American Bird Conservancy, Michael Hutchins
The state of Hawai‘i has an ambitious goal of achieving 100 percent renewable electrical energy by 2045. As some of the most isolated islands in the world, Hawai‘i’s costs for importing oil are very high. A move towards generating renewable electrical energy thus makes a lot of economic and environmental sense.
Unfortunately, this plan is not without its own environmental hazards. It means vastly more wind turbines and solar farms on or around the islands, and one of the biggest challenges is their potential impact on Hawai‘i’s endemic birds and bats.
As result of its long isolation, Hawai‘i is home to many bird species that are found nowhere else in the world. These include threatened and endangered species and subspecies, such as the ‘Alala (Hawaiian Crow), Nene (Hawaiian Goose), Hawaiian Common Gallinule, Hawaiian Black-necked Stilt, Pueo (Hawaiian Short-eared Owl), ‘Akohekohe, Hawaiian Petrel and many others. At least 95 of Hawai‘i’s unique birds have already gone extinct, making conservation of the remaining endemic species and subspecies a very high priority.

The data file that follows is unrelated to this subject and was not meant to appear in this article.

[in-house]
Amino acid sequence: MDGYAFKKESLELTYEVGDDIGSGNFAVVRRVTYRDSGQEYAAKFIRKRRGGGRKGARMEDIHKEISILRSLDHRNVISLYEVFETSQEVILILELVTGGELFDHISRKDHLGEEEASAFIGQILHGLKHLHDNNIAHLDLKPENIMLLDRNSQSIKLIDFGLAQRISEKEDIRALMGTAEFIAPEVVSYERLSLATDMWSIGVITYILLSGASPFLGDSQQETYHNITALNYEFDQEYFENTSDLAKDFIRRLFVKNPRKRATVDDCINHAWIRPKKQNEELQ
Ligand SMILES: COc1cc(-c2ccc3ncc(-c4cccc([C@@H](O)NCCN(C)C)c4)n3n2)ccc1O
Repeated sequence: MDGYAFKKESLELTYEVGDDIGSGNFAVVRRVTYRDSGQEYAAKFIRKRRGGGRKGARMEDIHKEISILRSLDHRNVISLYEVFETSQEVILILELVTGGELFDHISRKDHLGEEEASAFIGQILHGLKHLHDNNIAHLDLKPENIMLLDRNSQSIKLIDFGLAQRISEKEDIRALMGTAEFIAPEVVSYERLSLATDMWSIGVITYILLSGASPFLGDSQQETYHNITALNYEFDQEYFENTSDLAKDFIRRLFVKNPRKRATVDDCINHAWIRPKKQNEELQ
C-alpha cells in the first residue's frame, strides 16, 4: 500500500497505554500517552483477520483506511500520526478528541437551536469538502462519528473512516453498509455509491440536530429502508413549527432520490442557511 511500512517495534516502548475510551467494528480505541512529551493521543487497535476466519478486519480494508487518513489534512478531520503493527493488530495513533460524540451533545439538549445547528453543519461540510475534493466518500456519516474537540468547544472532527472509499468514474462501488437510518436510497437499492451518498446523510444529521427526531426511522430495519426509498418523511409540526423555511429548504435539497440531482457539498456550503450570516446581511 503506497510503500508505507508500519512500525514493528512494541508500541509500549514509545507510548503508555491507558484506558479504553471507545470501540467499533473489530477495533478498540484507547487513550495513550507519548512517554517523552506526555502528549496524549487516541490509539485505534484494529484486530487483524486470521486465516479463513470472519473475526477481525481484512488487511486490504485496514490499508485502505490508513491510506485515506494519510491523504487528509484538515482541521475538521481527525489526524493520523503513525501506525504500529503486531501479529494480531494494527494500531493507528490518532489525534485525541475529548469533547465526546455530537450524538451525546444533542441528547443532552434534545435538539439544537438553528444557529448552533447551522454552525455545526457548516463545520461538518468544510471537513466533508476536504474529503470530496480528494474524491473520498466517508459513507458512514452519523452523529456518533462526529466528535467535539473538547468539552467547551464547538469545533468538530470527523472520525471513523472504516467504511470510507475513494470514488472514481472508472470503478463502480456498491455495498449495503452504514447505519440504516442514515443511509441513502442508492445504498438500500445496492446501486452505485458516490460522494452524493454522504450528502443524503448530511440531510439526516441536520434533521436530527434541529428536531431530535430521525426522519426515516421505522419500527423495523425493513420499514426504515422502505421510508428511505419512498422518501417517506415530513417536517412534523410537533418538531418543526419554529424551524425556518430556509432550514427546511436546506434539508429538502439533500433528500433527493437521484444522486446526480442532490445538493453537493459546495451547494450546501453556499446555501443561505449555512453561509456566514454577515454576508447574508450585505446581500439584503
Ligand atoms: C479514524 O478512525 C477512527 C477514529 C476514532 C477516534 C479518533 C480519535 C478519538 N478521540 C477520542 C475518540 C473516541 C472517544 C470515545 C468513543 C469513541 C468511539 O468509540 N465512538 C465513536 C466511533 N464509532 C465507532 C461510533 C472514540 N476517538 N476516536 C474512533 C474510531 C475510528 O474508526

Poorly sited wind energy projects on the mainland are killing hundreds of thousands of birds and bats annually, including threatened and endangered species. In the case of birds, that number goes into the many millions when wind projects’ associated power lines and towers are also taken into consideration. As the number of turbines and power lines increases, these fatalities are mounting every year. The presence of turbines and power lines also drives away many species, including grassland birds and Greater Sage-Grouse, often resulting in brood failure. Read article